When the Administration released its FY 2021 budget on Monday, February 10, 2020, they proposed level funding in child care and early childhood education funding, failing to provide adequate funding for child care. CWLA has joined a coalition of advocates, headed up by the National Women’s Law Center, in asking Congress to continue recent increases. The he letter says in part:
“To ensure that all families get the help they need, all children have an equal opportunity to succeed, and educators are paid what they deserve, we must invest federal dollars to expand access to high- quality, affordable child care and early learning. We acknowledge that the budget caps established for FY 2021 place limits on overall discretionary funding and strain your ability to expand funding to all program areas. However, we urge you to consider the massive need for additional funding in child care and early learning. Due to decades of underfunding relative to need, child care and early learning programs can only serve a fraction of children and families who are eligible and significant additional investments are needed to ensure that all families can find and afford high- quality child care, and that all educators are justly compensated for their work. For example, nearly five out of every six children eligible for child care assistance under federal rules do not receive it, and half of eligible children cannot participate in Head Start, with only eight percent of eligible infants and toddlers able to access Early Head Start.”
The CCDBG generally refers to all child care funding both the discretionary (appropriated) funds and the mandatory funds written into the TANF law. Both funding sources are covered by the same CCDBG regulations that were revised as a result of the 2014 CCDBG reauthorization. The 2014 bipartisan reauthorization of the CCDBG Act added requirements for increased quality, health, safety and certain protections for families intended to prevent the cut-off of child care subsidies due to a change in work hours or work conditions. Those new standards increased the need to significantly increase funds to both implement the new rules as well as address the already long waiting lists for child care subsidies.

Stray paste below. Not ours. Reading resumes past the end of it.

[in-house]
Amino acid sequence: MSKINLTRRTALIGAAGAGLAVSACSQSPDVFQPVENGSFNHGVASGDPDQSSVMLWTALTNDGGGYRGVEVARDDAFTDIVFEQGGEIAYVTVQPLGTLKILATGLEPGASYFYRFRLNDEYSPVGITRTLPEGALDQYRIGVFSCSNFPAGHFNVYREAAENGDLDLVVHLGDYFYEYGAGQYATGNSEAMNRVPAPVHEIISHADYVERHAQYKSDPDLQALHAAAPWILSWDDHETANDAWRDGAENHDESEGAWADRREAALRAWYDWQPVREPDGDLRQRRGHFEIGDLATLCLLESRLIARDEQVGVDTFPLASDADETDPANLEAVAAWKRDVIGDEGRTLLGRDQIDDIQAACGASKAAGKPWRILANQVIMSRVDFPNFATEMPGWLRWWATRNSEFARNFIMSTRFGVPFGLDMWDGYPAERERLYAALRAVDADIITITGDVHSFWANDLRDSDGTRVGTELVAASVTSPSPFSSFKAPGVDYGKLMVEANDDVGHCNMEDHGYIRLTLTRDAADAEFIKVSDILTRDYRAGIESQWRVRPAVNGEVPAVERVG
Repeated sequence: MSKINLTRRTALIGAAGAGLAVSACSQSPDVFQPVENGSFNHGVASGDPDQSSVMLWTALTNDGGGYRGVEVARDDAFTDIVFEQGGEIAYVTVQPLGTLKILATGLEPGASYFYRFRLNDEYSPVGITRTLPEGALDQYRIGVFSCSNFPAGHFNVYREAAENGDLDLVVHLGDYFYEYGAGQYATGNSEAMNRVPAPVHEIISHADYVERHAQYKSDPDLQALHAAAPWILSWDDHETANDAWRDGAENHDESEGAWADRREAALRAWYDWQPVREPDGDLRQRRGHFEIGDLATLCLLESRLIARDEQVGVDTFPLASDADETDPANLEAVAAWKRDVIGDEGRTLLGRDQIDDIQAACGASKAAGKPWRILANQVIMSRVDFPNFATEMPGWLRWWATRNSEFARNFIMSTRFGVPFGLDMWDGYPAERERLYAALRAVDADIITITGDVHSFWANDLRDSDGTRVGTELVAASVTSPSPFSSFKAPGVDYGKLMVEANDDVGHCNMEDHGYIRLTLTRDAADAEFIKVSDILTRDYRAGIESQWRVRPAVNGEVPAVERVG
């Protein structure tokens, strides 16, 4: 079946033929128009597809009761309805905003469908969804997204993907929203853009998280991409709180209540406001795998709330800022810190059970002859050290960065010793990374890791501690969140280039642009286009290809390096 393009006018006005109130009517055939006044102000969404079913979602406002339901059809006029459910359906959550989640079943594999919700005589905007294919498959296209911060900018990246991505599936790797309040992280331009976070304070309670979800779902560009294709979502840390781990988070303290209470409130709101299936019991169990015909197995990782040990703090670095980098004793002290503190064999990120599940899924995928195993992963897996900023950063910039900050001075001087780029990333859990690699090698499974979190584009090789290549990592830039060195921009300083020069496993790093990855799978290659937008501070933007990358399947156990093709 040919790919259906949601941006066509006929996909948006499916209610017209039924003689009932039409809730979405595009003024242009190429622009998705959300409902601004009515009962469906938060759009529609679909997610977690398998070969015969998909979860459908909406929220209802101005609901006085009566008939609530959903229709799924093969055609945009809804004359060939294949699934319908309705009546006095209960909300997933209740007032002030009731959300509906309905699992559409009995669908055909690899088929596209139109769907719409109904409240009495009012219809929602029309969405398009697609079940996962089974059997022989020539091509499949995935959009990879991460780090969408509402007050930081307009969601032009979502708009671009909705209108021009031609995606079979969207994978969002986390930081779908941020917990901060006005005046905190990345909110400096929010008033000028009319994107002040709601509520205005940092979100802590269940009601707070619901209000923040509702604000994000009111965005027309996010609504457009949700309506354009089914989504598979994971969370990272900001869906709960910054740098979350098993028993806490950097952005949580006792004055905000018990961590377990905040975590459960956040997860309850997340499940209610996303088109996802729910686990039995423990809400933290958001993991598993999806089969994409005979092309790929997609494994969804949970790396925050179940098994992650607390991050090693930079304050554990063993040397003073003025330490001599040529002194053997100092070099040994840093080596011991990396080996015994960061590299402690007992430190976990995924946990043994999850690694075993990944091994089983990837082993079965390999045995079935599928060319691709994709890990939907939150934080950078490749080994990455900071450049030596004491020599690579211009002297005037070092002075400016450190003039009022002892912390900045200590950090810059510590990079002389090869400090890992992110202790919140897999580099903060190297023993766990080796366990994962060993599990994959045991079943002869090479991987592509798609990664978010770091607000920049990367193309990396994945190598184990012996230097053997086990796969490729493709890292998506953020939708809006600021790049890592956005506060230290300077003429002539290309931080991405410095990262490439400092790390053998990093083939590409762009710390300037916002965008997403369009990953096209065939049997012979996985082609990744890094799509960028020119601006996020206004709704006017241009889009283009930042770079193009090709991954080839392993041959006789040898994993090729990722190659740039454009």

The Administration budget is proposing maintaining funding at the FY 2020 level of $5.826 billion. The funding level represents an approximate $2.8 billion increase from 2018. The Administration does propose a one-time $1 billion increase in one-time grants. The competitive $1 billion in states grants (also included in the last year’s budget proposal) would require applying states to describe how they would use the funds to meet the unique needs of providers and employers in their state. To be eligible for the grant, states would be required to establish targets for reducing unnecessary regulatory or other requirements (such as zoning) that limit access to child care. The Administration argues such child care requirements limit the supply of care or increase the cost. State proposals to weaken standards would fly in the face of the 2014 bipartisan agreement that sought to improve the quality of child care and early childhood education by making state requirements more rigorous.
As Child Care Aware of America (CCAoA) Executive Director Dr. Lynette Fraga highlighted that “the price of high-quality child care continues to increase.” According to HHS, over the past 15 years, the number of child care providers have dropped by 30 percent. In addition, the proposed cuts or reduction to the Supplemental Nutrition Assistance Program (SNAP), Temporary Assistance for Needy Families (TANF), Medicaid, and the Social Services Block Grant (SSBG) are the same families who struggle to access child care and other safety net programs. These programs should be strengthen to avoid the harm on the nation’s most vulnerable families, including millions of children.